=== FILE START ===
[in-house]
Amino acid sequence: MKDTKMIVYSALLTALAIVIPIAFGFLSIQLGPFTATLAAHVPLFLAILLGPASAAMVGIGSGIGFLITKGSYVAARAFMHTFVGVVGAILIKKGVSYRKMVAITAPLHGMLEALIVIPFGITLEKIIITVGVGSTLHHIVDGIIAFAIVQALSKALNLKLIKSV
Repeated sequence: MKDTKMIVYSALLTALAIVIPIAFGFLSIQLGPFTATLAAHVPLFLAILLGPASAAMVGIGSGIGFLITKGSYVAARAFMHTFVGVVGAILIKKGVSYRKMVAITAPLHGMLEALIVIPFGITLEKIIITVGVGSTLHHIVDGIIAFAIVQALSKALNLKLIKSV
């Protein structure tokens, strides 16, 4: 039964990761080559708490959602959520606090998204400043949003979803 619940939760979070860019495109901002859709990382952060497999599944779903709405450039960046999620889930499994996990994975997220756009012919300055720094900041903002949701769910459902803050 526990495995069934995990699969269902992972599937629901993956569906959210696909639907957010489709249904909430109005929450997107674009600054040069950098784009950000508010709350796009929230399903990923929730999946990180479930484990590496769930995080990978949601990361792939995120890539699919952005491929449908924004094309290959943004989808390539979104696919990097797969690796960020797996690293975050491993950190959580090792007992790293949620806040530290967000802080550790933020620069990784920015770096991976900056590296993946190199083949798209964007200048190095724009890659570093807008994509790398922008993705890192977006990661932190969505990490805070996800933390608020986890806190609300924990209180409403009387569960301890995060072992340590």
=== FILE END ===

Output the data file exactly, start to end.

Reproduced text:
[in-house]
Amino acid sequence: MKDTKMIVYSALLTALAIVIPIAFGFLSIQLGPFTATLAAHVPLFLAILLGPASAAMVGIGSGIGFLITKGSYVAARAFMHTFVGVVGAILIKKGVSYRKMVAITAPLHGMLEALIVIPFGITLEKIIITVGVGSTLHHIVDGIIAFAIVQALSKALNLKLIKSV
Repeated sequence: MKDTKMIVYSALLTALAIVIPIAFGFLSIQLGPFTATLAAHVPLFLAILLGPASAAMVGIGSGIGFLITKGSYVAARAFMHTFVGVVGAILIKKGVSYRKMVAITAPLHGMLEALIVIPFGITLEKIIITVGVGSTLHHIVDGIIAFAIVQALSKALNLKLIKSV
């Protein structure tokens, strides 16, 4: 039964990761080559708490959602959520606090998204400043949003979803 619940939760979070860019495109901002859709990382952060497999599944779903709405450039960046999620889930499994996990994975997220756009012919300055720094900041903002949701769910459902803050 526990495995069934995990699969269902992972599937629901993956569906959210696909639907957010489709249904909430109005929450997107674009600054040069950098784009950000508010709350796009929230399903990923929730999946990180479930484990590496769930995080990978949601990361792939995120890539699919952005491929449908924004094309290959943004989808390539979104696919990097797969690796960020797996690293975050491993950190959580090792007992790293949620806040530290967000802080550790933020620069990784920015770096991976900056590296993946190199083949798209964007200048190095724009890659570093807008994509790398922008993705890192977006990661932190969505990490805070996800933390608020986890806190609300924990209180409403009387569960301890995060072992340590």